Date of Conferral







Hedy R. Dexter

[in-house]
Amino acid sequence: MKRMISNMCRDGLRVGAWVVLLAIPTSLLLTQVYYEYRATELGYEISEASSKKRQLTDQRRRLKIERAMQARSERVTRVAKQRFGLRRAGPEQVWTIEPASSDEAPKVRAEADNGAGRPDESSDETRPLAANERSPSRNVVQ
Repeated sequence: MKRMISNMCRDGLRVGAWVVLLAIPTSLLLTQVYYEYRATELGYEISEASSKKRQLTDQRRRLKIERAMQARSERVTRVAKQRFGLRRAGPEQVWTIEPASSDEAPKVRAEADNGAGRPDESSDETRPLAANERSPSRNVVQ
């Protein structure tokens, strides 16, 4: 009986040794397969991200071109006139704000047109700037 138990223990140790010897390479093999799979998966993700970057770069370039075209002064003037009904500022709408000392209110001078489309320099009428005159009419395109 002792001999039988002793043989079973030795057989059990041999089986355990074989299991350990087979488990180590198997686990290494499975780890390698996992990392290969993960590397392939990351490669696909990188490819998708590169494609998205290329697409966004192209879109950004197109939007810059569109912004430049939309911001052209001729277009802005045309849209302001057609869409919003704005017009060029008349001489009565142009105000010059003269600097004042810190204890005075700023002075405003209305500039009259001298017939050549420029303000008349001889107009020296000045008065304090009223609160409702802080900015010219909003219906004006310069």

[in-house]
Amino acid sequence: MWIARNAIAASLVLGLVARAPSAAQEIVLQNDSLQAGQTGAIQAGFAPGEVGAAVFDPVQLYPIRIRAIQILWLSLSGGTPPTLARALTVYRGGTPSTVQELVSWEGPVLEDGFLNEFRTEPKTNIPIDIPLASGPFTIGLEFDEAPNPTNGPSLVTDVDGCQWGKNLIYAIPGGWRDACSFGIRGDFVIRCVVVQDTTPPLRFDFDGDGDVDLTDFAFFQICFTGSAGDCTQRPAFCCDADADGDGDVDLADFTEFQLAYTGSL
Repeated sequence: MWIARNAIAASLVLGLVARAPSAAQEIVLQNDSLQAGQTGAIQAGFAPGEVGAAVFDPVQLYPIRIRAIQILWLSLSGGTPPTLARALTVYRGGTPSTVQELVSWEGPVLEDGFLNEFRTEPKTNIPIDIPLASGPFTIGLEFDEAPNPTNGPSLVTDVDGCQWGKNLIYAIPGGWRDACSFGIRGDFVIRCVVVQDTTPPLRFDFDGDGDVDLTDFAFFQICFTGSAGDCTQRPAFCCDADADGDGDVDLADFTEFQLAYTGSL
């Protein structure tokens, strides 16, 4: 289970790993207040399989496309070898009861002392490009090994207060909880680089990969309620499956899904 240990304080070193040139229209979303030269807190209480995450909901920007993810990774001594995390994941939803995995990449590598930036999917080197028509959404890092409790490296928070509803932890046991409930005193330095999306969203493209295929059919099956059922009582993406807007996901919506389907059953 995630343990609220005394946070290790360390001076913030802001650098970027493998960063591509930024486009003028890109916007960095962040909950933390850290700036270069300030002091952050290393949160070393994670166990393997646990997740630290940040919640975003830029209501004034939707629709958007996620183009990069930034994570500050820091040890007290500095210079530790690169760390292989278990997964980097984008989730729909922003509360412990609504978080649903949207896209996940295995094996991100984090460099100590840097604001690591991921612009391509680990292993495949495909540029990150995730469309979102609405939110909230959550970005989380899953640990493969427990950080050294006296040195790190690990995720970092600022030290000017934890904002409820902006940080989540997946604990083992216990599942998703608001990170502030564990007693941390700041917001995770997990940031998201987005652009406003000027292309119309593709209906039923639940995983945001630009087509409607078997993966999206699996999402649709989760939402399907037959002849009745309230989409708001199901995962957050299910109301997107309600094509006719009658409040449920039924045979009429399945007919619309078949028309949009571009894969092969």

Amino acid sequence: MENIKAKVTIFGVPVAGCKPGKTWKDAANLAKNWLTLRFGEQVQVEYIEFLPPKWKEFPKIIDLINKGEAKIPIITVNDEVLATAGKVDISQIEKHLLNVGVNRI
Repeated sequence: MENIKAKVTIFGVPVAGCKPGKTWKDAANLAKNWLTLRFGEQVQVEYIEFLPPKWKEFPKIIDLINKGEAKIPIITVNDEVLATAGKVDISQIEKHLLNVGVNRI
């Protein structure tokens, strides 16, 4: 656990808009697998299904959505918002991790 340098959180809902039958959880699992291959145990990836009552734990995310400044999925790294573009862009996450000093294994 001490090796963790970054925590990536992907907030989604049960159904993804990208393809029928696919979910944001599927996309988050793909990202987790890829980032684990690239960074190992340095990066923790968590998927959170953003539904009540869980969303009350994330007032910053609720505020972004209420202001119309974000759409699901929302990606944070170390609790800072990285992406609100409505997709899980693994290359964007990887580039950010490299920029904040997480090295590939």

For generations, Black Americans depended on religious coping strategies to counter the impact of racism; the idea of giving the problem to God was shown to alleviate powerlessness and racism-related stress among pre-Millennial generations of Black Americans. However, the shift to an allegedly post-racist society has complicated recognition of racism and the coping process for Black American Millennials (BAMs). The purpose of this quantitative study was to determine whether BAMs and pre-Millennials perceive racism as an ongoing problem and whether generation (i.e., pre-Millennial Blacks and BAMs) moderates the effectiveness of religious coping strategies to mitigate racism-related stress. The theory of cognitive appraisal and symbolic racism theory were used to frame the study. Online surveys were administered to 206 Black Americans who were at least 20 years old. Results of an independent sample t test indicated no significant generational differences in the perceptions of ongoing racism. Results of a hierarchical moderated regression analysis indicated no significant differences in the mean racism-related stress scores between BAMs and pre-Millennial Blacks. Findings may be used to promote discussion about generational differences in perceptions of racism as an ongoing problem and how those differences impact the use of religious coping strategies to mitigate racism-related stress.